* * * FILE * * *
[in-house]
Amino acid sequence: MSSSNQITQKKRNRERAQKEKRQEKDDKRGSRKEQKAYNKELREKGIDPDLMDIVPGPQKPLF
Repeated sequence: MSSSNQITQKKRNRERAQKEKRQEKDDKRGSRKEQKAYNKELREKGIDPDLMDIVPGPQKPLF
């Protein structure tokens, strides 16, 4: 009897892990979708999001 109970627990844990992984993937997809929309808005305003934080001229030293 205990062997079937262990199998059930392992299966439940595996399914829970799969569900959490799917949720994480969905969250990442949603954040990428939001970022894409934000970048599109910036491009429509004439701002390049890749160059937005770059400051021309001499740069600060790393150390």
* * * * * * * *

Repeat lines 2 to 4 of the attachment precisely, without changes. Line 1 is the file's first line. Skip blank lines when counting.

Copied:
Amino acid sequence: MSSSNQITQKKRNRERAQKEKRQEKDDKRGSRKEQKAYNKELREKGIDPDLMDIVPGPQKPLF
Repeated sequence: MSSSNQITQKKRNRERAQKEKRQEKDDKRGSRKEQKAYNKELREKGIDPDLMDIVPGPQKPLF
């Protein structure tokens, strides 16, 4: 009897892990979708999001 109970627990844990992984993937997809929309808005305003934080001229030293 205990062997079937262990199998059930392992299966439940595996399914829970799969569900959490799917949720994480969905969250990442949603954040990428939001970022894409934000970048599109910036491009429509004439701002390049890749160059937005770059400051021309001499740069600060790393150390």